I am working on a 1932 Roadster Fiberglass car that is currently a trunk. I would like to make it a Rumble seat car. Can any one tell me if there are any kits out there or point me in the right direction?
These the basic pieces - you'll also need locks,latches, catches, etc - and are also found here on other pages.
Word of caution - make sure that the body you are using is reinforced, i.e. has wood, or better steel where you want to mount these brackets - not all 'glass mfrs are 'generous' with mods to their products.
Also - be aware that folks that ride there - WILL drag their feet on your nice pretty paint and the main reason I have a trunk
the hardware can be obtained from the restoration shops that provide parts for a 32. then you will have to glass into the body the mounting points of the hdwre..I would like to see you go to some car shows and see if you can find someone with a rumble seat car that you can look at so you get a better idea of how it all goes together..fairly simple to do but having a look at one will help a lot..As I recall the seat just sets in and the back is attached to the trunk lid so when you open the trunk it stops at the correct angle..this will require some thought and some fabrication to do in a glass car..Do not forget the step plates so the passengers have a place to step when getting in and out...you may have to look at a gennie to get the correct placement of those..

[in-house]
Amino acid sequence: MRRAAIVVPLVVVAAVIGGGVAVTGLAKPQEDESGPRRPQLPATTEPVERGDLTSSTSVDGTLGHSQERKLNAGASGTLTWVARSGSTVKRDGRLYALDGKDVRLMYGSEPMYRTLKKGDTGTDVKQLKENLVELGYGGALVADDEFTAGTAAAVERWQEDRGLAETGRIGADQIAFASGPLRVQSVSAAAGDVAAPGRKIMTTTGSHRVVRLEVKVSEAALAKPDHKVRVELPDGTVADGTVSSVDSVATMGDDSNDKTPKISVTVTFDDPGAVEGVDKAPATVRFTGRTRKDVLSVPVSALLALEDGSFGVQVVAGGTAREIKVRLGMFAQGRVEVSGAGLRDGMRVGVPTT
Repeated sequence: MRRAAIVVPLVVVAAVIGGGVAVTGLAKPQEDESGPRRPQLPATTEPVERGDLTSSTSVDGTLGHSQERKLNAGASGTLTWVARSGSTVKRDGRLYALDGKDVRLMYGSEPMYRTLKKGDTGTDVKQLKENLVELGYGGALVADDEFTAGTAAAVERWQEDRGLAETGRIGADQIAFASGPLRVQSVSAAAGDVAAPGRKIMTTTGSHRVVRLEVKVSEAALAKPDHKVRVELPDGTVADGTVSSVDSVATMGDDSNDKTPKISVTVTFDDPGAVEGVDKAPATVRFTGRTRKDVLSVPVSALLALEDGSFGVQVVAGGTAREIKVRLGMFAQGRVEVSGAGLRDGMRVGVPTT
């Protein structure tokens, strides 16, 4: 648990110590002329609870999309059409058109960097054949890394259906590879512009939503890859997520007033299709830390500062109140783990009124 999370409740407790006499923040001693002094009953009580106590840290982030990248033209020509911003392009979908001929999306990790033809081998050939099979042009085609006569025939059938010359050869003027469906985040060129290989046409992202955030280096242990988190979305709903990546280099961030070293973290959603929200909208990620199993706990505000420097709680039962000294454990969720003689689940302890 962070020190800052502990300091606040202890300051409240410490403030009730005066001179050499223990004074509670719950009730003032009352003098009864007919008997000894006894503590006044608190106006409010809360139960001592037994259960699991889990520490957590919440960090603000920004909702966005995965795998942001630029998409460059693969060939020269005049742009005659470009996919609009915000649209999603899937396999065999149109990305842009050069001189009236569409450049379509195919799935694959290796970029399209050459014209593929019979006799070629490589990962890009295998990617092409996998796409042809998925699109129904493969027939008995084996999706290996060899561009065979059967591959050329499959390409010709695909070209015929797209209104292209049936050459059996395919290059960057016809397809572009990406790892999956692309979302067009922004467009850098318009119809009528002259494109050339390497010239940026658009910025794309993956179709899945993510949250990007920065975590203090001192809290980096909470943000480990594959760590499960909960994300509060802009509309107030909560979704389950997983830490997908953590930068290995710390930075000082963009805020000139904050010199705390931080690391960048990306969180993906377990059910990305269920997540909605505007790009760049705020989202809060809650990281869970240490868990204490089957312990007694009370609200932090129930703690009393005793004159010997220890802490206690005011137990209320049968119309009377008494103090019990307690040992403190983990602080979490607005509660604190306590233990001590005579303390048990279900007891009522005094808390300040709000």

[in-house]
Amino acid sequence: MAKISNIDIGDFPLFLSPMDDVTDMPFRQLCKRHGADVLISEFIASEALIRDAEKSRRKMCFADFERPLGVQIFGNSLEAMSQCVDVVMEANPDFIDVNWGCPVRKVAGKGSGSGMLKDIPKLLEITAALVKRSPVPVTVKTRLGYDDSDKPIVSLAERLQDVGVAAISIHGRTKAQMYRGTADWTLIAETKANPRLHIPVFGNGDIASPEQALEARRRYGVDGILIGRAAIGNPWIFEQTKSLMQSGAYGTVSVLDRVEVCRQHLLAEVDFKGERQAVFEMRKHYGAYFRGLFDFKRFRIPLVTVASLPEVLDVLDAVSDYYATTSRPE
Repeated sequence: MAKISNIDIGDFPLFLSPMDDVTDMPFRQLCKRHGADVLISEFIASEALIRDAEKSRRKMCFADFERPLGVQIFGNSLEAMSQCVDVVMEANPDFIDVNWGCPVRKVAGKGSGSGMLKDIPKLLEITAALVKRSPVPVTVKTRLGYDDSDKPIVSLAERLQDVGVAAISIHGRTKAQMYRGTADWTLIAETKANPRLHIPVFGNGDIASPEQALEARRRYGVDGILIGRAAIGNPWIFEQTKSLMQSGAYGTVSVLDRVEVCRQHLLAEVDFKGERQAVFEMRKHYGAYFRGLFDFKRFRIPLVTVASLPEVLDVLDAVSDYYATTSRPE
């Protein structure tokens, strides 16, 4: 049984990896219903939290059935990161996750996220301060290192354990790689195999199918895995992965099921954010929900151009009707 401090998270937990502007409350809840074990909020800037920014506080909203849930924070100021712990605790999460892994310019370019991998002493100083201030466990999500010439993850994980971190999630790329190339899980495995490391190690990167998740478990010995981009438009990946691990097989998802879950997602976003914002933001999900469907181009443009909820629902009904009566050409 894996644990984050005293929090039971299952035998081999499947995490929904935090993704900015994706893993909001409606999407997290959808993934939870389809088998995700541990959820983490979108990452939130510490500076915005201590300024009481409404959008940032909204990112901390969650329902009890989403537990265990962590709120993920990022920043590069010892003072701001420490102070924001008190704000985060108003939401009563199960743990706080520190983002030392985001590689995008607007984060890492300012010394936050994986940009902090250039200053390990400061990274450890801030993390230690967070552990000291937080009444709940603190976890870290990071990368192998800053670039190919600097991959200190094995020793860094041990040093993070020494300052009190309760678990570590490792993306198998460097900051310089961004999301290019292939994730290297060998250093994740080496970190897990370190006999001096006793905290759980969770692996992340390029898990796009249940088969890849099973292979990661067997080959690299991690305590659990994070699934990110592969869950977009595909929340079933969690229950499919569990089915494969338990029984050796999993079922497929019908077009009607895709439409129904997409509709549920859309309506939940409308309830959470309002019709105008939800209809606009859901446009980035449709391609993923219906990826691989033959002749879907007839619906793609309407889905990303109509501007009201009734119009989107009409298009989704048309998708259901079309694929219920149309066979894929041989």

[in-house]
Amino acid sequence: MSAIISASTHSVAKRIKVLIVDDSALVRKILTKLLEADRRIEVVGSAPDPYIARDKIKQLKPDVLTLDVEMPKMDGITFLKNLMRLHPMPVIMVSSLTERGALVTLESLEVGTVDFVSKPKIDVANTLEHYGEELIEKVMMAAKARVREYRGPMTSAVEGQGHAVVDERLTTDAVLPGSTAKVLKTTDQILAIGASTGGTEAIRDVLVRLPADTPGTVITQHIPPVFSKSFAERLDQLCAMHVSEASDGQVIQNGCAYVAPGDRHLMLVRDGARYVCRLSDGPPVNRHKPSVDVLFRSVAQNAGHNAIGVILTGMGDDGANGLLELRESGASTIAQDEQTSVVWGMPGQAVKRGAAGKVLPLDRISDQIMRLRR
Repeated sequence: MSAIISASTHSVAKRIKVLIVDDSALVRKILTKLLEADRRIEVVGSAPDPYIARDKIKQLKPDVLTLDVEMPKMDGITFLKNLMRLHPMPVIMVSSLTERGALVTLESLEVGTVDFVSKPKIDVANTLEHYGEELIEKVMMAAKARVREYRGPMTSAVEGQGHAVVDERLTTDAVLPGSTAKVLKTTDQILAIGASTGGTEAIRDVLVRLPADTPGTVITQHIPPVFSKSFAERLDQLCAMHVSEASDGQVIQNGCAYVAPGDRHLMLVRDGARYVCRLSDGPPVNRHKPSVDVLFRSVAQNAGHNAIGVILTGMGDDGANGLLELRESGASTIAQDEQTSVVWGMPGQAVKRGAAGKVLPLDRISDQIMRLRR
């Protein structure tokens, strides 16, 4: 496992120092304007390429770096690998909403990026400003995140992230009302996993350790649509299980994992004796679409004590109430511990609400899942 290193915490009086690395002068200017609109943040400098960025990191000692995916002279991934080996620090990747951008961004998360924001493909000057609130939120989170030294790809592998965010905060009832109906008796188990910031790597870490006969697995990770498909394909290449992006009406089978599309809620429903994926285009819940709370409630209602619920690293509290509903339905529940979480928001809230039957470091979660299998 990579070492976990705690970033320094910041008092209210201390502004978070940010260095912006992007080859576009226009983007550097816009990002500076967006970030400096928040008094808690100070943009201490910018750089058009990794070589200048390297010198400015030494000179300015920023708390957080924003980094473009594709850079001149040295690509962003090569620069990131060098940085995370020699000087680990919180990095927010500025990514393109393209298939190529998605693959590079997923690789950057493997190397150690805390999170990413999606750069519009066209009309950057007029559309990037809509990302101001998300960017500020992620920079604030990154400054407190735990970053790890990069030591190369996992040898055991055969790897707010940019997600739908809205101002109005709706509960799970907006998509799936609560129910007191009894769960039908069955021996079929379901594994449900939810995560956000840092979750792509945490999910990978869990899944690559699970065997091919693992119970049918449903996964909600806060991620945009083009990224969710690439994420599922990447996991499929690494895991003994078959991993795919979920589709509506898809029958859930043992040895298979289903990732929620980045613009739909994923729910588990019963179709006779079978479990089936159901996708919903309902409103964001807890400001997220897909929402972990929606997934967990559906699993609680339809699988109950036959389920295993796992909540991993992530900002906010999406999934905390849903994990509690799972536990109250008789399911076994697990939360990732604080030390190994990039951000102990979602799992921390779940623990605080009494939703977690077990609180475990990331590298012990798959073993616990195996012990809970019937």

Rumble seat? Nice, attractive addition to your ride, but you should look at some of the shortcomings. First, you will seldom use it and probably will not after the newness wears off. Second, there is no good way to seal up the car so your car is continually inside wet if you venture out in the rain and road dust will boil up inside the car if you venture off pavement. Third, the strength of the tail section of the car is dependent upon the present drip rail which has to removed for the conversion. You must add some strength by glassing in what you removed by reversing it. Fourth, you must add another fender brace and step plus the step on the bumper brace. If you do ever use it, be prepared to repair the scratches that show up from clumsy feet during the acrobatics required to get into the seat.